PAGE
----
But the most tragic argument against this strategy is that *IF* it actually managed to have any impact – *IF* it actually managed to reduce Nestlé’s bottom line to the point where they couldn’t just take the hit for a few years then continue on with business as usual once the fad passed – the only people it would actually ultimately hurt are the people at the bottom of the corporate pyramid – the factory workers and such – who were totally innocent of any involvement in (and likely even knowledge of) child slavery. You know who it’s *not* going to hurt? The CEOs and other big-shots at the top who actually knew about the slavery, and made it possible. You hurt their bottom line, they retaliate with widespread layoffs and restructuring… and 10 years later they’re still in business now with a leaner company that generates even *more* profits for them.

    No, this is not a problem that can be solved by the free market. This requires the government to step in.

    And by that I don’t mean merely slapping a fine on them. The people at the upper levels of these companies can pay multi-million dollar fines with the change they have in their pockets. Merely increasing the fines is not the answer either – so long as a company can simply balance the cost of the fine against the cost of the crime there will always be the chance of a situation where the crime is more profitable. Especially over the long run. Even worse, this incentivizes the company to brutally crack down on anyone or anything that might possibly leak evidence of the crime. Fines are not the answer.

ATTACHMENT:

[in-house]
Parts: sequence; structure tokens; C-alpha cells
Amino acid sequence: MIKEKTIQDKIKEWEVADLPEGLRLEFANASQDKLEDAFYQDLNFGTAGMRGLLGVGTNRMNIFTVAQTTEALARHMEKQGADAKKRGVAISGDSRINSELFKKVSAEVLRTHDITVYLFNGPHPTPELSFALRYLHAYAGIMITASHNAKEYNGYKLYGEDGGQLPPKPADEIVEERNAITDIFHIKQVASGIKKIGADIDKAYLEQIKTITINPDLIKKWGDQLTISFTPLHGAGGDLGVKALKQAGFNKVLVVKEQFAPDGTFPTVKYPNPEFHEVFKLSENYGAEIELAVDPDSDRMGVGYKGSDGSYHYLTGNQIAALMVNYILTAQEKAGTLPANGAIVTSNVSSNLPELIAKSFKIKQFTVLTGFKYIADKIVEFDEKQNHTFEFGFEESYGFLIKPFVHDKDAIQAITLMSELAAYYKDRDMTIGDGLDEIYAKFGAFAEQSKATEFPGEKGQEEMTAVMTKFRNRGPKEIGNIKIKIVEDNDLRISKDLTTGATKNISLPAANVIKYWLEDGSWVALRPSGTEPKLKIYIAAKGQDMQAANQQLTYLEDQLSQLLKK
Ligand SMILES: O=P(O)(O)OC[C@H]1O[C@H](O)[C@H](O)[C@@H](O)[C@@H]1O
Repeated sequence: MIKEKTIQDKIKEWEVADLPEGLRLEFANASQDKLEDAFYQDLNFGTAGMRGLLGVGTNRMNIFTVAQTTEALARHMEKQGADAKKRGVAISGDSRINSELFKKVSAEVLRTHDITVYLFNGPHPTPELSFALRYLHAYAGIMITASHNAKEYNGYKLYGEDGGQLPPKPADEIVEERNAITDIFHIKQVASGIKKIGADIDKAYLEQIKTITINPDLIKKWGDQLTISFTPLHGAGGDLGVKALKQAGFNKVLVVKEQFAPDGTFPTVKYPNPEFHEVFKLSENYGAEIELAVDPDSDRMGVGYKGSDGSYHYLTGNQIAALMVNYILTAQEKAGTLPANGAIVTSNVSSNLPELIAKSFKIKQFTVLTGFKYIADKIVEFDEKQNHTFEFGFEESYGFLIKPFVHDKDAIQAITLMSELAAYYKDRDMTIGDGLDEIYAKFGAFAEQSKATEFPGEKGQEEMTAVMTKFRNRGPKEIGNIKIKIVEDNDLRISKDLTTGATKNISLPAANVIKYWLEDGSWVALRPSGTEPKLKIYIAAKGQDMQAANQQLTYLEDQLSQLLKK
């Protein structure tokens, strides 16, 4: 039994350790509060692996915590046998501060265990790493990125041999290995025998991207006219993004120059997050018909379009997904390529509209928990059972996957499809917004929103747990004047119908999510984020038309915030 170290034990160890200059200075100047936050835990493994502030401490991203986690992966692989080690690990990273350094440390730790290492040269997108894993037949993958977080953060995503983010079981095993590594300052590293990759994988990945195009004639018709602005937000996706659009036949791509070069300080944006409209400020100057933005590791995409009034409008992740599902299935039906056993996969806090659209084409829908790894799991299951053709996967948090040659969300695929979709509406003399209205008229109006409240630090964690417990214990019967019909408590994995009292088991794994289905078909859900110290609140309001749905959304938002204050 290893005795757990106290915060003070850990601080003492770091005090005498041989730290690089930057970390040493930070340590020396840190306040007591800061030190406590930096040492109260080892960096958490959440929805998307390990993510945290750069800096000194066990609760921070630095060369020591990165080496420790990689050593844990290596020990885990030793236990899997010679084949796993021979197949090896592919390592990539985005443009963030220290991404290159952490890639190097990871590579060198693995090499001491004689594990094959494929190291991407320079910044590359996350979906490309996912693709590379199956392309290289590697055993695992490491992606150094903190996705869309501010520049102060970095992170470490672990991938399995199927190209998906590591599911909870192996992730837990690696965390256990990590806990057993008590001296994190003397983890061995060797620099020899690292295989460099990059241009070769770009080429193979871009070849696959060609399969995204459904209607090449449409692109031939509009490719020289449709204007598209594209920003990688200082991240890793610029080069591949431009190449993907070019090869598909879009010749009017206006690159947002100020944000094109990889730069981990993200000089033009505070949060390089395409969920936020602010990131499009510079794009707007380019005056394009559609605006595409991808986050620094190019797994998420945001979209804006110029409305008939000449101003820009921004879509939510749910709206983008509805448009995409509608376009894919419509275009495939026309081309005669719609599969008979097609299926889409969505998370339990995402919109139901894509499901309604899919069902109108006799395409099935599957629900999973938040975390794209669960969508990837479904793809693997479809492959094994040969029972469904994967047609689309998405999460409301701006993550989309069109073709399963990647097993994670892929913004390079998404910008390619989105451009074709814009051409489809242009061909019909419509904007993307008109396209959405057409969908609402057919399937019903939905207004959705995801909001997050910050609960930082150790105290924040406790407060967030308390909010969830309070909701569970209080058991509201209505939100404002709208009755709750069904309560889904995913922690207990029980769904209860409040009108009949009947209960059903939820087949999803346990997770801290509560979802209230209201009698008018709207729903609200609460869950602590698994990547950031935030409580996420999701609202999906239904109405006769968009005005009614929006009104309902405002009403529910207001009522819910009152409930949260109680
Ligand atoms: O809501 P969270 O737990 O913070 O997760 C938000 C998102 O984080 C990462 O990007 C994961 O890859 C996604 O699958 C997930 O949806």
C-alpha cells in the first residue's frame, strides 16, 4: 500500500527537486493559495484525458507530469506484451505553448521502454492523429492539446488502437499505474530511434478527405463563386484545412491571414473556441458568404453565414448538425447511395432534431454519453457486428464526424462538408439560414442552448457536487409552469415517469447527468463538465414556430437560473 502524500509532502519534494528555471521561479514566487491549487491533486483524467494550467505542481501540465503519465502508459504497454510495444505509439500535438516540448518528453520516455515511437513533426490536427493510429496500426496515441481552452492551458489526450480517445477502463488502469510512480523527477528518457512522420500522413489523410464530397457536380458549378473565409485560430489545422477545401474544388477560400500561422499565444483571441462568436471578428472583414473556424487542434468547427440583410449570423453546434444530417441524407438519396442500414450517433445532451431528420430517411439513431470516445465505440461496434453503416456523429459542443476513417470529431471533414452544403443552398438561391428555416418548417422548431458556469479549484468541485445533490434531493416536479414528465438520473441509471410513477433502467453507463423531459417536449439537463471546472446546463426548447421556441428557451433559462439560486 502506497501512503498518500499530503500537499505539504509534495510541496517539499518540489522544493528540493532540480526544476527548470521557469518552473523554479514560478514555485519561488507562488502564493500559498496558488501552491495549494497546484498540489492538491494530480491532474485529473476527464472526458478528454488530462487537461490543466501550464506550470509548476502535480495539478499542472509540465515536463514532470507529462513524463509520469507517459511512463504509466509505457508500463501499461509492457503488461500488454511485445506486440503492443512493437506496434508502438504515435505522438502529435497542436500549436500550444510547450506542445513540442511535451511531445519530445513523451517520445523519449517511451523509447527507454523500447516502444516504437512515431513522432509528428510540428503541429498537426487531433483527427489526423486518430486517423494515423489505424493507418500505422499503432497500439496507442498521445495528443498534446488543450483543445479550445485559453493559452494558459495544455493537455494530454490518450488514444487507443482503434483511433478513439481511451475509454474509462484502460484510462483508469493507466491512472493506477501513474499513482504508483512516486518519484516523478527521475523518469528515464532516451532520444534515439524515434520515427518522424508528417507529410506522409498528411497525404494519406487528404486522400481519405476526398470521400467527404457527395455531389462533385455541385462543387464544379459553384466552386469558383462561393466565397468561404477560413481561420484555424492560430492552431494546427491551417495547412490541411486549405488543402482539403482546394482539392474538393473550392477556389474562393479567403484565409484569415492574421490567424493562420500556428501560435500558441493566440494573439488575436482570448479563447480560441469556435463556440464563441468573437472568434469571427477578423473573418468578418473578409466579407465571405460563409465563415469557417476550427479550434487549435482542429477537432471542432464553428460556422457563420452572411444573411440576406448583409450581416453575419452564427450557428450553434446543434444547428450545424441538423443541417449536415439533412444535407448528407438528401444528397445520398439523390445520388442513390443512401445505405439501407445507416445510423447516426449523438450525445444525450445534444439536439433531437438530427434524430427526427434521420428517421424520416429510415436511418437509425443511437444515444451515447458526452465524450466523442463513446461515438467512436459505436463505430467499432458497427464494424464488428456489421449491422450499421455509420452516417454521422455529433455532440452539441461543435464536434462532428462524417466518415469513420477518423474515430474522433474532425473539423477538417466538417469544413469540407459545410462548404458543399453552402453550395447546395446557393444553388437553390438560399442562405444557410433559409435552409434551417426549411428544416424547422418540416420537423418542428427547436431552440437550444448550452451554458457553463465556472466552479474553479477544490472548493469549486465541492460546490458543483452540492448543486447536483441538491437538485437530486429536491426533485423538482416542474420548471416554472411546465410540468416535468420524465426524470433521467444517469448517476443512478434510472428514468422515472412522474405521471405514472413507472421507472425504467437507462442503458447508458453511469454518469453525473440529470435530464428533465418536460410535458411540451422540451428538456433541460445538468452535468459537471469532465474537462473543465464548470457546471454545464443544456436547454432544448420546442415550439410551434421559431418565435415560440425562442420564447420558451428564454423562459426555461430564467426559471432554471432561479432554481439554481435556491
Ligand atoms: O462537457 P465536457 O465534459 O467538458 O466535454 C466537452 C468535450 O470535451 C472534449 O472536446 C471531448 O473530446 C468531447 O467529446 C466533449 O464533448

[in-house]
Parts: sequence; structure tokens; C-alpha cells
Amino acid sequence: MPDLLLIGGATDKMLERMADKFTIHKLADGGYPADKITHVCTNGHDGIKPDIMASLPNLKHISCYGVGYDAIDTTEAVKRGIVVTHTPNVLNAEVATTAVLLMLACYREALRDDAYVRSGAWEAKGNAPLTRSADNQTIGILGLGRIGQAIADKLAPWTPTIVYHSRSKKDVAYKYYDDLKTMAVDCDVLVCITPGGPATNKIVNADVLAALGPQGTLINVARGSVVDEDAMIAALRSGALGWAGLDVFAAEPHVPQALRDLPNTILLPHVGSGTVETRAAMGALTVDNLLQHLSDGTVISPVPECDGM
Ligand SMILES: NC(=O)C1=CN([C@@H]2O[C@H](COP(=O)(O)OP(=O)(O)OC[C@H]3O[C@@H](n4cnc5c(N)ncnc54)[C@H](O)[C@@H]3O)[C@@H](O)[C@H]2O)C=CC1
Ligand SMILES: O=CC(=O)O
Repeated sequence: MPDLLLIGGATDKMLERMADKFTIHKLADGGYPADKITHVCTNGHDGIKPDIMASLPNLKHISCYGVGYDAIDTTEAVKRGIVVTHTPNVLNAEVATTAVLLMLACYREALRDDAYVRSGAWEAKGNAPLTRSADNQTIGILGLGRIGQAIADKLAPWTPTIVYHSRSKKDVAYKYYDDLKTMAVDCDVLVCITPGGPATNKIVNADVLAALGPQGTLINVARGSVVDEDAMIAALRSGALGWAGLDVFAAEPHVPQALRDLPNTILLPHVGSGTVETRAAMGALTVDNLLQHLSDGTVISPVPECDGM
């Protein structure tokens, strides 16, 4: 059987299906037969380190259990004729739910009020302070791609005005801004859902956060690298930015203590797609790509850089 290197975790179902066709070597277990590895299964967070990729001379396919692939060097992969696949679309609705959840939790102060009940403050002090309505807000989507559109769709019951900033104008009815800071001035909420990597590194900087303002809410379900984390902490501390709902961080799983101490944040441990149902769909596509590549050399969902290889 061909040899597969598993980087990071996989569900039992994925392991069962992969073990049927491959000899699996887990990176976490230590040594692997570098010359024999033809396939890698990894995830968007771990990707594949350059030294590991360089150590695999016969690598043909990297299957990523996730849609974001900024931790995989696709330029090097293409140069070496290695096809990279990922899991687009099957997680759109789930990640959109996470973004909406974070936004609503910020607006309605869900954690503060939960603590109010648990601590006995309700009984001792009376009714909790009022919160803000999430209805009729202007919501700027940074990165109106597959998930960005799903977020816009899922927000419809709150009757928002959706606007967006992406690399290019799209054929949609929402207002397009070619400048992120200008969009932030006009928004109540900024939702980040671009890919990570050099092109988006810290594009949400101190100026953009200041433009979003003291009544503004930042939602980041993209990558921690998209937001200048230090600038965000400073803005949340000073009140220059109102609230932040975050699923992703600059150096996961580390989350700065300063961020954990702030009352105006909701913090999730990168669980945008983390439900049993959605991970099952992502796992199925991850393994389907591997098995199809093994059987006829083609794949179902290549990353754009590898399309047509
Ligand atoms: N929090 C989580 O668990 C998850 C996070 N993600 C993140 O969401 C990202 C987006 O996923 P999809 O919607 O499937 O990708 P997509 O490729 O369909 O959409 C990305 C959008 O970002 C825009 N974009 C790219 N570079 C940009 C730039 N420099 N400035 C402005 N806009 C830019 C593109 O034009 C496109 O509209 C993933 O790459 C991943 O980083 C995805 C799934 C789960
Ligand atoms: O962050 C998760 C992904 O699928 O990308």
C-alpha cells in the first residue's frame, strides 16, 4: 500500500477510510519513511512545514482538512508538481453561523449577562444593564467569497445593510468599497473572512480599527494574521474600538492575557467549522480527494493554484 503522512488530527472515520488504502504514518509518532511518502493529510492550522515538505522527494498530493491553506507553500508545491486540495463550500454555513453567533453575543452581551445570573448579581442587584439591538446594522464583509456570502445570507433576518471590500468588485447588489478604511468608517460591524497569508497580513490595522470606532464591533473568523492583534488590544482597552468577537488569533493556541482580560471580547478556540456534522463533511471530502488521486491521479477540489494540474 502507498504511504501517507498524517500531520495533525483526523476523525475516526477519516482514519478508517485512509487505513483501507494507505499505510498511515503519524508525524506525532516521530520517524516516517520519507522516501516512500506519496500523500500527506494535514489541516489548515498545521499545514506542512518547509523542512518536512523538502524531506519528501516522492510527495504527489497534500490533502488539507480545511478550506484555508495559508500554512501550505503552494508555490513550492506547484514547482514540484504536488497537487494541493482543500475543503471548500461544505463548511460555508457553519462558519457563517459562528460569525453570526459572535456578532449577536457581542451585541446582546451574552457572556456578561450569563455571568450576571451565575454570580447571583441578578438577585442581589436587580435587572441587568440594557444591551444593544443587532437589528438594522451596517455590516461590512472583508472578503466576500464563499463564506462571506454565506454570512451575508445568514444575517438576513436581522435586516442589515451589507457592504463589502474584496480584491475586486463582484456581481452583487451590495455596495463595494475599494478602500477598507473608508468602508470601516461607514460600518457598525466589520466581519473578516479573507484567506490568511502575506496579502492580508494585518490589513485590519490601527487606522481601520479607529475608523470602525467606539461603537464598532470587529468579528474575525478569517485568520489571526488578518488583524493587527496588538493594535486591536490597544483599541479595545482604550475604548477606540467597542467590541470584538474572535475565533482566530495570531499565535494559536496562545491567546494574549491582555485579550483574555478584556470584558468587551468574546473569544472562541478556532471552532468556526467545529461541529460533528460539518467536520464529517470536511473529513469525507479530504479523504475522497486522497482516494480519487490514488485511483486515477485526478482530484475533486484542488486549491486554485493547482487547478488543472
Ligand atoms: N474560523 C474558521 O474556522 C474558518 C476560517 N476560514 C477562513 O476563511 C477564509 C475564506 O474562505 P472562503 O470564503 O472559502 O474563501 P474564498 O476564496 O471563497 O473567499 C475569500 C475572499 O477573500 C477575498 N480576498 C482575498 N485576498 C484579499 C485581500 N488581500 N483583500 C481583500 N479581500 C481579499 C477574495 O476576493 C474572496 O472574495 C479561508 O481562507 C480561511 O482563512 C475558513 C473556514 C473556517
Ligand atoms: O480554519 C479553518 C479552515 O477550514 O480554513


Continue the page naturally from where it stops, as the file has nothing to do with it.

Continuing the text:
So what exactly should be done? Hell, I don’t have the answers. I can throw out suggestions, but I don’t know how feasible they are.

    For example, a law that makes anyone who knew or *should* have known about crimes in their supply chain equally responsible for their crimes. In other words, the CEO of Nestlé and everyone else on the chain who had or *should* have had responsibility for child slavery… they’re all charged with child slavery. Practical? I doubt it – it’s far too easy for people at the top to set up buffers between them and crimes, like a mid-level flunky who “was actually responsible and hid the crimes from the higher ups” nudge-nudge-wink-wink.

    Another amusing suggestion I’ve heard (from a friend) is to make it mandatory for all products associated with crimes to have big banners on their packaging – like those warnings on cigarette boxes. So like 20% of the label of Smarties will say “THIS PRODUCT WAS INVOLVED IN CHILD SLAVERY”, in both official languages.

    Or you could go after the shareholders: The shares of any company involved in these crimes will be “taxed”/fined some percentage of their value for a number of years, regardless of who holds them. The effect of that will be to make the shares any company guilty of crimes… or even reasonably *suspected* of crimes… toxic to buyers. You want to scare the shit out of a corporation? Threaten it with a massive devaluation of its stock value. Companies who might even carry the whiff of exploitation (by using labour in countries where exploitation is common, for example) will have to work double time to reassure everyone that every stage of their operations is legit.